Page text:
This past Saturday my mom, Jessica and I ventured over to Rising Meadow Farm in Liberty, NC to enjoy sheep shearing day festivities. Having never seen sheep shearing, we weren’t quite sure what to expect and the weather posed a chilly day for exploring. Donning our handknits we walked down the driveway towards the barn where the fun began.
As we walked into the dimly lit barn people were gathered around a closed in area where the sheep were corralled. On one side were the three shearers and the other side were about 15 sheep, some already shorn. Every now and again one of the sheep would let out a “beh” and we would giggle or “beh” in return. Curious sheep would walk up to the wooden fence as if to say something. Some would reach out through the fence and nibble on the closest item they could find. One had a taste for a vinyl bag another thought my coat was worth a try.
Mesmerized by the sheep shearing we must have been in the barn for 20 minutes or more. The shearers would select a sheep from the corralled group and move them to the plywood area. A fluid motion of coaxing the sheep to lie down resolved with the head of the sheep between the shearer’s quads and with their belly exposed. Being a dancer, I had visions of a sheep shearer motif in an upcoming piece.
We were surprised to see the sheep were all different colors and sizes. Rising Meadow Farm has corriedale, navajo-churro and cvm romeldale fleeces to choose from.
The sheep were so docile and the three shearers were using hand blades, which made for a peaceful demonstration. After a fleece was shorn off, it was placed on a skirting table where the heavily soiled or unwanted areas were removed by hand. The fleece was weighed, labeled and placed in a plastic bag to be purchased by an individual like myself who enjoys spinning wool.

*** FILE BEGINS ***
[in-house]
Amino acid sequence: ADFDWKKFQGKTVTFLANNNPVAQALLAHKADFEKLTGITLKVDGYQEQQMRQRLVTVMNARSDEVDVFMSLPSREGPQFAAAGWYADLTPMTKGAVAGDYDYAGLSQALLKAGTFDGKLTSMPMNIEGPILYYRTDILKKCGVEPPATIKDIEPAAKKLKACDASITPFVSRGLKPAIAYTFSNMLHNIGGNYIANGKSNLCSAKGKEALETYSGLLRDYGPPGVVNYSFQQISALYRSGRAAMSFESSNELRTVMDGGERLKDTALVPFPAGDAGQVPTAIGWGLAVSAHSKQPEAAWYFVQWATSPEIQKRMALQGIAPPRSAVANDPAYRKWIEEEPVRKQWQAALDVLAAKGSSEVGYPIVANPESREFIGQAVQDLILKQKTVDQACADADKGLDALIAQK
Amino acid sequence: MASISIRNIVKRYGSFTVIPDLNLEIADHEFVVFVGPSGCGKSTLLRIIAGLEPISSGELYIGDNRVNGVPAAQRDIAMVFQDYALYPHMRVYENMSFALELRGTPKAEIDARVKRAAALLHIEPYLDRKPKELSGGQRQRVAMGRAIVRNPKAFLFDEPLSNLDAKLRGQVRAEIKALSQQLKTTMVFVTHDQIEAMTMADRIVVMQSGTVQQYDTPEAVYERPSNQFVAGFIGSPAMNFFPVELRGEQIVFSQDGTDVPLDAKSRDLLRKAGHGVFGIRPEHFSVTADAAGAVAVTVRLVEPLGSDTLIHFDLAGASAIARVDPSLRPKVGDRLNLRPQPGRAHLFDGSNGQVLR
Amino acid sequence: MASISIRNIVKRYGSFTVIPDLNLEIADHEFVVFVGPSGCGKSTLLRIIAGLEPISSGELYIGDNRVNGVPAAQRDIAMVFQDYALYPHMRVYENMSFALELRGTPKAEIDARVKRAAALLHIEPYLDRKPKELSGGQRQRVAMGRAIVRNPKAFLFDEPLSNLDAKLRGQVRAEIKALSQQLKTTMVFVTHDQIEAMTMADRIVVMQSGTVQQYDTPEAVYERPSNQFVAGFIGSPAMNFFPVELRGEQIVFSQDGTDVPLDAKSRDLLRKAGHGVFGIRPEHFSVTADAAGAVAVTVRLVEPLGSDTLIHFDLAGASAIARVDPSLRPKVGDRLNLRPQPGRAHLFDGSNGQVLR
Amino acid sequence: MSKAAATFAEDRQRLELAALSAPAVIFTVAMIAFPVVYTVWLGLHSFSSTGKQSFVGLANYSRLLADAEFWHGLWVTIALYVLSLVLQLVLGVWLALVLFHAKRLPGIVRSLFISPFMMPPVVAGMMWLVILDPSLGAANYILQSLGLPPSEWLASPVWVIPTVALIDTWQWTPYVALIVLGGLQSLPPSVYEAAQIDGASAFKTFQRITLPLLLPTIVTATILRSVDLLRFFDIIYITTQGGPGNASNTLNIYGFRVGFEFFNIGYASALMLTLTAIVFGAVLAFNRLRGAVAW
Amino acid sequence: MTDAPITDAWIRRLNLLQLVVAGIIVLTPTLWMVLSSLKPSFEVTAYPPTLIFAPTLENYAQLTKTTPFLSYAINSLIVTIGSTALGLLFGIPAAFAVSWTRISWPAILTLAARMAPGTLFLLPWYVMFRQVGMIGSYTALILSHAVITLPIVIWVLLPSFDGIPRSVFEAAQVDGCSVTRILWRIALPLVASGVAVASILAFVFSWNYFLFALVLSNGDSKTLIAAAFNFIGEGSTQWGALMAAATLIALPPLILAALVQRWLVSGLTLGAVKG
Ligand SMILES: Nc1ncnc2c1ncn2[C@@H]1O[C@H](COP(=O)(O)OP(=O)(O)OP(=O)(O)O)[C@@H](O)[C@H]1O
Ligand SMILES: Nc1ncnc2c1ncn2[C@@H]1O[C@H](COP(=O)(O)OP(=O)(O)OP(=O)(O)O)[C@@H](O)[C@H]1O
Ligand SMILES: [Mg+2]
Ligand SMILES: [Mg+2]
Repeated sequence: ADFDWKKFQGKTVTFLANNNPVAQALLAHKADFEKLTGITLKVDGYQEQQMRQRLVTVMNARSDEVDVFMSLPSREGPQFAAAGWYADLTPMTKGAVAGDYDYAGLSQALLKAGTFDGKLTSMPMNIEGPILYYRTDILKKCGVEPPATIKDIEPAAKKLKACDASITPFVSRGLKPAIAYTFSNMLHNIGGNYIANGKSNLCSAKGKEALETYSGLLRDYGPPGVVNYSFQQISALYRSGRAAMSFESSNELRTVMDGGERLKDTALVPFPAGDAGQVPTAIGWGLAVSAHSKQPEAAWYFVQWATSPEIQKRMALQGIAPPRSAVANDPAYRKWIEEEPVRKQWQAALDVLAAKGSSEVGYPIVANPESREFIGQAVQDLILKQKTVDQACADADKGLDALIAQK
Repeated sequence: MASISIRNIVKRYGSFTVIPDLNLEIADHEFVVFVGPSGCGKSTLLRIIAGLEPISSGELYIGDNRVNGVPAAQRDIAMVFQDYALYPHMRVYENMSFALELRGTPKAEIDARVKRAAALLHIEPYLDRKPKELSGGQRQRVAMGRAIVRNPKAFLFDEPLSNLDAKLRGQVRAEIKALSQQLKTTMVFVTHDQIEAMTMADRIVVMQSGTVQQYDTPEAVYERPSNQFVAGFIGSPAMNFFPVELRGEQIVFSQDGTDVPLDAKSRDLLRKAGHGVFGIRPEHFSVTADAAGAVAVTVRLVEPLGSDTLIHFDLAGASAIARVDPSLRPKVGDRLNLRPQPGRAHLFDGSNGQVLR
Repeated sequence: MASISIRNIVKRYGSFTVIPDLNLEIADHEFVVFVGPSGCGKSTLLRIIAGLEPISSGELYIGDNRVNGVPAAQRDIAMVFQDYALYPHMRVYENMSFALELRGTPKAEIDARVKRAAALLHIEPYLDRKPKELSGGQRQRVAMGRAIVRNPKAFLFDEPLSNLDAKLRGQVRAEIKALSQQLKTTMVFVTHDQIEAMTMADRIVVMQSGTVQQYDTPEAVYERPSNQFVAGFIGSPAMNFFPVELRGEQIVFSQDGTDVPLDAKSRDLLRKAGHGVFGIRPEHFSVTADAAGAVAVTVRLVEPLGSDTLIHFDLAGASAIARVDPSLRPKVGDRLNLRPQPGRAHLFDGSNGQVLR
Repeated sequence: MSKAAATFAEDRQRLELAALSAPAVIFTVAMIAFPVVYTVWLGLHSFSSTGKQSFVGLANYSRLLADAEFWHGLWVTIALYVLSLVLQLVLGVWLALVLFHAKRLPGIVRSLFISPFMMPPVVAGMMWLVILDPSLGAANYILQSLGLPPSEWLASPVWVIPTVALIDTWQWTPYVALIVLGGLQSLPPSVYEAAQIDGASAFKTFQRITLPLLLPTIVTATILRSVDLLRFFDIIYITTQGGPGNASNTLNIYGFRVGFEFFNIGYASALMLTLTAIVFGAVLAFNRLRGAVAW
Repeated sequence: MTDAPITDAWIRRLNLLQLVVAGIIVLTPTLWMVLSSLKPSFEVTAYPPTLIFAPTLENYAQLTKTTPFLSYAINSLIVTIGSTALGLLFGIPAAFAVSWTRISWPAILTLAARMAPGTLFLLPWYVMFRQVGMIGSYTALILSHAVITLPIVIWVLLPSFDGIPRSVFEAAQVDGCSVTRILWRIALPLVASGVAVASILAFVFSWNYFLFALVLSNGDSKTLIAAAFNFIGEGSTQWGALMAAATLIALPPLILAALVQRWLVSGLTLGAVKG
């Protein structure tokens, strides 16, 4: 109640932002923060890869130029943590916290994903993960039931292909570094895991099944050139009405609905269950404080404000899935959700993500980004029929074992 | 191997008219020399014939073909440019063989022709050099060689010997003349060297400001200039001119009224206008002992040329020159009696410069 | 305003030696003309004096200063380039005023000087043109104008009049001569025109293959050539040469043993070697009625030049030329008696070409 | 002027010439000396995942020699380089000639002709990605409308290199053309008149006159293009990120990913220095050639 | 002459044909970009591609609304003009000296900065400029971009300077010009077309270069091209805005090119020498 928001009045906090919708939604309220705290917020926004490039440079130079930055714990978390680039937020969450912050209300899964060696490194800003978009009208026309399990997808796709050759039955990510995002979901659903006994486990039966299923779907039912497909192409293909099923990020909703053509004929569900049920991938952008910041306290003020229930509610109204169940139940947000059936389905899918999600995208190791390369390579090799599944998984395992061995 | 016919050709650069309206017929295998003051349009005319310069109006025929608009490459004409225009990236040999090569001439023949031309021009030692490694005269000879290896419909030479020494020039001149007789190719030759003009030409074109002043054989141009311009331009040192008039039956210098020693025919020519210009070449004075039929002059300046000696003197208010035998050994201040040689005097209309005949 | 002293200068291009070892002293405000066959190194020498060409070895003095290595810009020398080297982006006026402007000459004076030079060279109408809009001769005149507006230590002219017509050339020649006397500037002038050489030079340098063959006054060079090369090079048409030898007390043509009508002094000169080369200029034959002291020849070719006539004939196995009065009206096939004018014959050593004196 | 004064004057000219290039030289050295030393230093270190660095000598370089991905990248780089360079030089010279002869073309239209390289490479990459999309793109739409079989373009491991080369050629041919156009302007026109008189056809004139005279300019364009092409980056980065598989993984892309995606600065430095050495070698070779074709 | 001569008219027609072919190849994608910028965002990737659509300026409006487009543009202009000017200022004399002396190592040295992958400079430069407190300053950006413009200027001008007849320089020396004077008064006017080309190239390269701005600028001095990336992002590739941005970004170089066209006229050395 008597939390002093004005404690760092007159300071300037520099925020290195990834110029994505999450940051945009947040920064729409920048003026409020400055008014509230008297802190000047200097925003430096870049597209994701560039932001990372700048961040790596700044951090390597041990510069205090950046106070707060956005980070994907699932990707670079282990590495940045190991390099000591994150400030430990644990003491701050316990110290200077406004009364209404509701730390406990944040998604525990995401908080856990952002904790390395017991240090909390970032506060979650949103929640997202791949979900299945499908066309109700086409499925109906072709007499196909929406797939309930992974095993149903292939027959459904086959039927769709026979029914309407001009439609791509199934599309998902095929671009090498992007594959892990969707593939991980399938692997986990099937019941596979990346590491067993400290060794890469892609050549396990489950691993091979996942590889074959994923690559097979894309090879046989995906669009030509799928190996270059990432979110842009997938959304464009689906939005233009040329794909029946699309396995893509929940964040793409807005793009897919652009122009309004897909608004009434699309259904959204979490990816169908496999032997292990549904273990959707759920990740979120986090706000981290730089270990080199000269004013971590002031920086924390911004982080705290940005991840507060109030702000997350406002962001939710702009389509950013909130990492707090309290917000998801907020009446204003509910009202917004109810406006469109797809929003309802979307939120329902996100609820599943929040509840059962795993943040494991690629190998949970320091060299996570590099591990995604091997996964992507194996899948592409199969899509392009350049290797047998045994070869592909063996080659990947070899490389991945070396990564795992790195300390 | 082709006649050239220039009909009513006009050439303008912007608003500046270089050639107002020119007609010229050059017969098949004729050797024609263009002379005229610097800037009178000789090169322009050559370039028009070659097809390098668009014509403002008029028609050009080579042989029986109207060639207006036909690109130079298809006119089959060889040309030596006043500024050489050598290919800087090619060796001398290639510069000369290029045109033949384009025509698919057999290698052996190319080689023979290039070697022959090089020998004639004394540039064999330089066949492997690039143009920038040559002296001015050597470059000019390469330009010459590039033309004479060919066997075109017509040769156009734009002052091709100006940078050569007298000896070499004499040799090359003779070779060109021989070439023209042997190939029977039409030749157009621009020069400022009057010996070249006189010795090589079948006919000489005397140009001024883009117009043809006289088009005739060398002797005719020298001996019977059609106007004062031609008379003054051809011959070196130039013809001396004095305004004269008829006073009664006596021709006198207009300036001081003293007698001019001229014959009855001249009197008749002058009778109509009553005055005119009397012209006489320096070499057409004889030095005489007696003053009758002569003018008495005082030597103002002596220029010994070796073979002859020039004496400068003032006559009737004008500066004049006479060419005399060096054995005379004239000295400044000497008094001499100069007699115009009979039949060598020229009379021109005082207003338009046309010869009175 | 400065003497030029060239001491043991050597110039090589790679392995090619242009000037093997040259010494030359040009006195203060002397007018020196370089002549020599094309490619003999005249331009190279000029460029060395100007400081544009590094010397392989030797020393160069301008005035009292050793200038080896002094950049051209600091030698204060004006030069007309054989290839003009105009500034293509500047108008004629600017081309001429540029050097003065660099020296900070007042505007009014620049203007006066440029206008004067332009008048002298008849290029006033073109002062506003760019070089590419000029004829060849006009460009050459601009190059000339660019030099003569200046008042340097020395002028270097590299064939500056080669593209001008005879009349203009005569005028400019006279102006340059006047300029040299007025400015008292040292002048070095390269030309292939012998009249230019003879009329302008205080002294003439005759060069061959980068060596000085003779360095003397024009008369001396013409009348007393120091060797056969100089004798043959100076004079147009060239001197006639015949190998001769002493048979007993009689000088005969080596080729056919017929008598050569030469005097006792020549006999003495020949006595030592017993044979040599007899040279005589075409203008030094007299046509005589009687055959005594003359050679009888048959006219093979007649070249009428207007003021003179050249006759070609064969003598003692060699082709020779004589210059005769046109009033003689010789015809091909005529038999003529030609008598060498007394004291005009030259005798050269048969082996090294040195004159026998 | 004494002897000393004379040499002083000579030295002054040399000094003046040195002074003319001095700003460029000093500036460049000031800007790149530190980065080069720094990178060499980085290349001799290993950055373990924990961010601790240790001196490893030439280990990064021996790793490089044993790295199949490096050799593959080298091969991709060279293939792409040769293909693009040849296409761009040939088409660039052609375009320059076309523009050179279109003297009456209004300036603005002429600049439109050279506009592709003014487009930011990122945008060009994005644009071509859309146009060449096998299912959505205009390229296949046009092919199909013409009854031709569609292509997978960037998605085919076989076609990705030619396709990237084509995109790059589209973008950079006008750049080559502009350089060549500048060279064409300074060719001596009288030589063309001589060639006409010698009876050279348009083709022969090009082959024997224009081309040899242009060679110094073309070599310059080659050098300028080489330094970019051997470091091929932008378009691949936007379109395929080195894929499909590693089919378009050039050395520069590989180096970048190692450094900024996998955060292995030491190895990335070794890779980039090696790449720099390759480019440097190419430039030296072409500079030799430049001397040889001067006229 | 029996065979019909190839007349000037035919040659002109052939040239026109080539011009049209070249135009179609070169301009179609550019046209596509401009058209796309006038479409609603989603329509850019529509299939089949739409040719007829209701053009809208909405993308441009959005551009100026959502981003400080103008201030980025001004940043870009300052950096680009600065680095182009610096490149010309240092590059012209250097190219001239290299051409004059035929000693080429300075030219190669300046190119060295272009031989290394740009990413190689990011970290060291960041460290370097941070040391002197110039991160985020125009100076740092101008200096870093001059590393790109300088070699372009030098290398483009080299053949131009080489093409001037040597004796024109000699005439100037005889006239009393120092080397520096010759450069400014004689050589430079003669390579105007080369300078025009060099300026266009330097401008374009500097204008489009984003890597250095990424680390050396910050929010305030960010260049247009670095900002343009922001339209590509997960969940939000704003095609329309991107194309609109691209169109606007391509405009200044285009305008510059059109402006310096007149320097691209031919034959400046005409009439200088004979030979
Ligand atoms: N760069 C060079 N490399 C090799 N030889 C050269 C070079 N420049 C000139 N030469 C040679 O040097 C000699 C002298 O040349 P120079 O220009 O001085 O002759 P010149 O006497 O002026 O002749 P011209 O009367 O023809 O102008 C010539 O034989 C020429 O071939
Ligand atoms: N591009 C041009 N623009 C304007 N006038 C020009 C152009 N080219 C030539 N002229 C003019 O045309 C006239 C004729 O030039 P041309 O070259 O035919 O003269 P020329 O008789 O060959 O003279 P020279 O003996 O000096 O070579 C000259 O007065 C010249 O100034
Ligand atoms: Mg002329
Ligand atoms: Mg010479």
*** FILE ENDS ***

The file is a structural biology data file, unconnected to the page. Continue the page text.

The festivities included a family-style lunch with lamb chili, squash soup, pimento cheese and pb&j sandwiches and other goodies provided by the families and individuals who attended. Lunch was served once the shearers finished shearing the last sheep of the flock and made their way into the farmhouse for warmth.
After speaking with the shearers, we learned they travel down from Maryland starting around this time of year and shear their way back up the east coast towards home. Learning how to shear is somewhat of an insider secret among fiber enthusiasts. They said you kinda have to be in the know to find a class. Electric shearing classes are more common than hand blades. Maybe that should be my next challenge – learn how to shear a sheep with hand blades.
While there I couldn’t pass up the opportunity to purchase my very first fleece. I decided the smaller the better because I knew the task of cleaning and preparing the fleece would be quite daunting at first. I chose a natural colored corriedale fleece because the fiber is known to have similar qualities as merino in it’s staple length and ease of spinning, especially for a beginner like myself.
We had a wonderful time and hope to make it back to Rising Meadow Farm one day soon. Upcoming Rising Meadow Farm events include a spring open farm day on Sunday, May 5th from 1-5pm and the 11th Annual Farm Fest on Sunday, September 29th from 11-4pm.
I encourage you to head out to your local farm to enjoy a fun-filled day with your community while learning and experiencing new things.